To adopt a COP decision, any party can propose an agenda item, including the consideration of a draft decision to be included on the provisional agenda. So long as the draft decision is not removed by the COP when adopting the agenda, then the COP will proceed to consider and decide on the agenda item. Based on current practice of the COP, this means that the decision needs to be taken by consensus.
3.3 “Good offices” of the UN Secretary-General
Article 98 of the UN Charter provides that the Secretary-General, in addition to acting in the capacity of Secretary General in all meetings of the General Assembly, Security Council, Economic and Social Council and Trusteeship Council, shall perform such other functions as are entrusted to him by these organs. Such functions often involve the prevention and the peaceful settlement of disputes and are carried out under the “good offices” of the Secretary- General.
In theory, parties involved in a dispute regarding the Paris Agreement could call upon the UN Secretary-General to provide its “good offices” to mediate and facilitate dialogue between the opposing sides. This can be set in motion at the Secretary-General’s own initiative, in response to a request from one or more of the parties to a dispute, or as a result of a request from the Security Council or General Assembly.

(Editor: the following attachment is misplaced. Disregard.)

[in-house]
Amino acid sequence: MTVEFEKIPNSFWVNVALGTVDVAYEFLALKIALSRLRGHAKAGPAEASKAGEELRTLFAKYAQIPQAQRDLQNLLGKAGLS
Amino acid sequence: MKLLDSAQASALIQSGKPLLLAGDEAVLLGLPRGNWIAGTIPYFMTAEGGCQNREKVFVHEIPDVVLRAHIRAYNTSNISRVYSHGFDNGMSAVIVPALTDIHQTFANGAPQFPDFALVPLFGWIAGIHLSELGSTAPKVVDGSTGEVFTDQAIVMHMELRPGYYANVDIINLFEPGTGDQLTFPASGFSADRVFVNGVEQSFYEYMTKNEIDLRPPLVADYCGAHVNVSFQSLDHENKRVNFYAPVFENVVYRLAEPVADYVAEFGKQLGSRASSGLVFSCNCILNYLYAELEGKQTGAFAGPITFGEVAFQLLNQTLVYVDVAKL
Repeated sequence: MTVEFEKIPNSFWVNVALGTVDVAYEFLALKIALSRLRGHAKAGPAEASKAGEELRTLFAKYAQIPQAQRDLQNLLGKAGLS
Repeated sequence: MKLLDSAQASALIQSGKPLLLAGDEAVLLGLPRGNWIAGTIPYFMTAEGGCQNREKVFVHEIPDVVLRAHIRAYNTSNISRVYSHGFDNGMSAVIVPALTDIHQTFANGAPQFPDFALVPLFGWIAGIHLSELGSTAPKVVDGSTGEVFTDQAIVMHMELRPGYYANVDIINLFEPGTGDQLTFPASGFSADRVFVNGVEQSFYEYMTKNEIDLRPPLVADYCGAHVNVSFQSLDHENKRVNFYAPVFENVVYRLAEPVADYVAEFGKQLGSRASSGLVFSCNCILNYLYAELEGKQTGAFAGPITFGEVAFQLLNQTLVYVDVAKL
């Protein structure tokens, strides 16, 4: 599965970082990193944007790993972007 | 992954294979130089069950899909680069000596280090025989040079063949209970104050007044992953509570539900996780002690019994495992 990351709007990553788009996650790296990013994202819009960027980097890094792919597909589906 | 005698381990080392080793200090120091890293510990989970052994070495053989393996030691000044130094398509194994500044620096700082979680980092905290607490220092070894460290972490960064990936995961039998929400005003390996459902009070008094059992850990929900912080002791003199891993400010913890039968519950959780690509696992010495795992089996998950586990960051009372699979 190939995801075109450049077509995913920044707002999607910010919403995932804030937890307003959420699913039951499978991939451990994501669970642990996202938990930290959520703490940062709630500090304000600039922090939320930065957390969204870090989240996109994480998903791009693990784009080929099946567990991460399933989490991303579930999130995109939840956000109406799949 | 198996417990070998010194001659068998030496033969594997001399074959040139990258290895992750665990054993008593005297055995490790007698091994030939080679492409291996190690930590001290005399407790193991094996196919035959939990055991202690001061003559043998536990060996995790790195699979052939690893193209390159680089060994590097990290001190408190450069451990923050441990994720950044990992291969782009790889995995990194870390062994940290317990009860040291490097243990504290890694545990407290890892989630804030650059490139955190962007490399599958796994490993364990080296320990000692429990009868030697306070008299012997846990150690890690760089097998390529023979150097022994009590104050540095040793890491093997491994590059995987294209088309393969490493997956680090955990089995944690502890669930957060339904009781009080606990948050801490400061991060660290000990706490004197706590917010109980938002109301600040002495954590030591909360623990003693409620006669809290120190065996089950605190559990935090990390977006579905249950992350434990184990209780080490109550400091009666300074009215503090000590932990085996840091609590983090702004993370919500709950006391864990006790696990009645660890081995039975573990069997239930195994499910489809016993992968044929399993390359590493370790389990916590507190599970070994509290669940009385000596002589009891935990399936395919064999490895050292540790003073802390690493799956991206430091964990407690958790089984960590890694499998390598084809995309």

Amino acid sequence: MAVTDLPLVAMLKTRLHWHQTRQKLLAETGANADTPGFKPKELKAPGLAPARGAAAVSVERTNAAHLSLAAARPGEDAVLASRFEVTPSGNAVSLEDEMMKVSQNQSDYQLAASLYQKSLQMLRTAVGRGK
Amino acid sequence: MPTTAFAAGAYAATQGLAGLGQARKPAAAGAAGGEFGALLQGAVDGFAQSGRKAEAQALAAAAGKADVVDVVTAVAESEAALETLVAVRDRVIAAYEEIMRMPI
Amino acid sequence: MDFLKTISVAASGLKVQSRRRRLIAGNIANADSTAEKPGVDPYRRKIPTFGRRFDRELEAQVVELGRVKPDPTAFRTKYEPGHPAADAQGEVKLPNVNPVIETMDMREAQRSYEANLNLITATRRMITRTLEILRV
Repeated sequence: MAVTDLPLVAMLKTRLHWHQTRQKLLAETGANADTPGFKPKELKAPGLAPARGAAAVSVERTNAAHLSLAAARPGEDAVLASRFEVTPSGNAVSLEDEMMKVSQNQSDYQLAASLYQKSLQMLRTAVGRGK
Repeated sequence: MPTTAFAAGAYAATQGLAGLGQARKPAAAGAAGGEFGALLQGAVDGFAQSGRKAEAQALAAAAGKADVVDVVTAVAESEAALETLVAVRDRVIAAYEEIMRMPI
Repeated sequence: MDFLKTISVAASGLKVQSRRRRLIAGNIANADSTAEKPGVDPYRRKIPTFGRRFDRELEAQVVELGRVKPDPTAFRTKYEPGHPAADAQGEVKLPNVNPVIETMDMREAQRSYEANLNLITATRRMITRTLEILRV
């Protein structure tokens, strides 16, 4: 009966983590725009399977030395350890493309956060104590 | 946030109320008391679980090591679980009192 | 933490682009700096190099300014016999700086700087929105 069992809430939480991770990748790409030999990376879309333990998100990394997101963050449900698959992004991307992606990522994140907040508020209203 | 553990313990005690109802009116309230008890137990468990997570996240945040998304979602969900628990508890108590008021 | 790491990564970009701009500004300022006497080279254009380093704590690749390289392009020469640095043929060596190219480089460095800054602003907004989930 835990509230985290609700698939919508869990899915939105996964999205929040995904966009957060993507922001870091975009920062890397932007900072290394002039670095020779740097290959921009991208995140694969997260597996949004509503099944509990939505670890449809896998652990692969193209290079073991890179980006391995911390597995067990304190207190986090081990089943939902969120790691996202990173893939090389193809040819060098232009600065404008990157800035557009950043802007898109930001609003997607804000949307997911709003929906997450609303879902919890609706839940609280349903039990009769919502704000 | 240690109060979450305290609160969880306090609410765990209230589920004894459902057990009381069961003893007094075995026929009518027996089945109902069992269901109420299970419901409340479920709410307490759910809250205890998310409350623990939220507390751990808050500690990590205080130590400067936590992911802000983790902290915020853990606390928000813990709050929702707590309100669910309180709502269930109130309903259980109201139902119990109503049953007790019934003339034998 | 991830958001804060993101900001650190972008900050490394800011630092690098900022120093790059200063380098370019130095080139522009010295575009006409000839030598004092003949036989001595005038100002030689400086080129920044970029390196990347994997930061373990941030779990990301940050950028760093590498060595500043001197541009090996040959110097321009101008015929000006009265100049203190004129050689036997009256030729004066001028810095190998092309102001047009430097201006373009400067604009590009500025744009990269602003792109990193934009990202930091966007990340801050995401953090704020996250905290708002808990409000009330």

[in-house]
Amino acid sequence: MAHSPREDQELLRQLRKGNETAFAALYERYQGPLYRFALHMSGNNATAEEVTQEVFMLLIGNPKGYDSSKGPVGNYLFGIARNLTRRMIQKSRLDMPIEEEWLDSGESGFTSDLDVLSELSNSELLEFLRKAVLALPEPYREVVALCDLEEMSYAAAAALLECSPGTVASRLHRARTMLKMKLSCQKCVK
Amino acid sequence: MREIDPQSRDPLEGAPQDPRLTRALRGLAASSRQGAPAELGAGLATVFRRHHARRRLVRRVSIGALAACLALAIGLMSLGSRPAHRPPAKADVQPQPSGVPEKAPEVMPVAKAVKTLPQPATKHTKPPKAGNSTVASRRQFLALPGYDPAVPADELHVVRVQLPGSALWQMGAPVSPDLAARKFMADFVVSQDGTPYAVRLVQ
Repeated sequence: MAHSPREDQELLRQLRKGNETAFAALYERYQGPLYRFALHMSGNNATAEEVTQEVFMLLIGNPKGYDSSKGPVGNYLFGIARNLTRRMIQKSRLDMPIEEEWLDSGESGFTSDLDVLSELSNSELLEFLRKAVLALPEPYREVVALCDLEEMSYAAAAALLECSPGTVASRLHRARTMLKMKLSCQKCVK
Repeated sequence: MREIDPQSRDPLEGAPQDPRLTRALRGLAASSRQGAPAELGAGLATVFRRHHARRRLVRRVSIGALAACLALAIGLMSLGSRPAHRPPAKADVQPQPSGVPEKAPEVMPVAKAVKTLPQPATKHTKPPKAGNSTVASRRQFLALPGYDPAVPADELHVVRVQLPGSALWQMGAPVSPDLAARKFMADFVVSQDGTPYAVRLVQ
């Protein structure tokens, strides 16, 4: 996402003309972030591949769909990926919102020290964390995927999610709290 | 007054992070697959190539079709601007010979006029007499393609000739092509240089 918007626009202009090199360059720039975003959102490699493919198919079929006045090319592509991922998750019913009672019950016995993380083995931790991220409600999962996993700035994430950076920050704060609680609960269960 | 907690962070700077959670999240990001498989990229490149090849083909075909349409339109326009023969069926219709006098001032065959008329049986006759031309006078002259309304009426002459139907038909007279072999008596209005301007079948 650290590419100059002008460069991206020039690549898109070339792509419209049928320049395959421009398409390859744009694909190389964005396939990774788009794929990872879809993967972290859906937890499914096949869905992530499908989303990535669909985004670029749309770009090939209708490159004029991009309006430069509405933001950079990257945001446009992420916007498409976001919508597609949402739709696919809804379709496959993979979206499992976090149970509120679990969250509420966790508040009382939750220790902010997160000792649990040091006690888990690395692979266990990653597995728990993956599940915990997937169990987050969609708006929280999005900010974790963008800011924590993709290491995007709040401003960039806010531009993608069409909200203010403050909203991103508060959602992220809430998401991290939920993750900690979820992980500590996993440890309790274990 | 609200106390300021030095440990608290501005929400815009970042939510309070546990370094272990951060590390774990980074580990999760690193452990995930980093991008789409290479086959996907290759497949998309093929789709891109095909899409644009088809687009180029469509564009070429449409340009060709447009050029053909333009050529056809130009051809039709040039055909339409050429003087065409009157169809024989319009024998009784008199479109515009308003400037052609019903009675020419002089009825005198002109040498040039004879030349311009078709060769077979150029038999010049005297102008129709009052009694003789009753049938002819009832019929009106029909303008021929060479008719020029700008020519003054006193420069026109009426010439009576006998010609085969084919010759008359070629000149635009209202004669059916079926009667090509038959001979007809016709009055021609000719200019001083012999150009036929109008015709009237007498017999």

The Secretary-General’s good offices have proven to be a successful method of dispute resolution in a number of inter-State disputes and civil conflicts, for example in Cambodia, Mozambique, Nicaragua and El Salvador. However, the procedure appears more suited to bilateral disputes as opposed to disputes that have the potential to affect numerous States, such as a dispute in relation to the Paris Agreement. Moreover, given the existence of the UNFCCC, it is likely that the Secretary-General would consider that any dispute in relation to the Paris Agreement should be dealt with within that specific framework rather than by means of an ad hoc procedure.
 In light of the query’s concern with the interaction between the UNFCCC and the Paris Agreement, we have excluded the Kyoto Protocol from this analysis.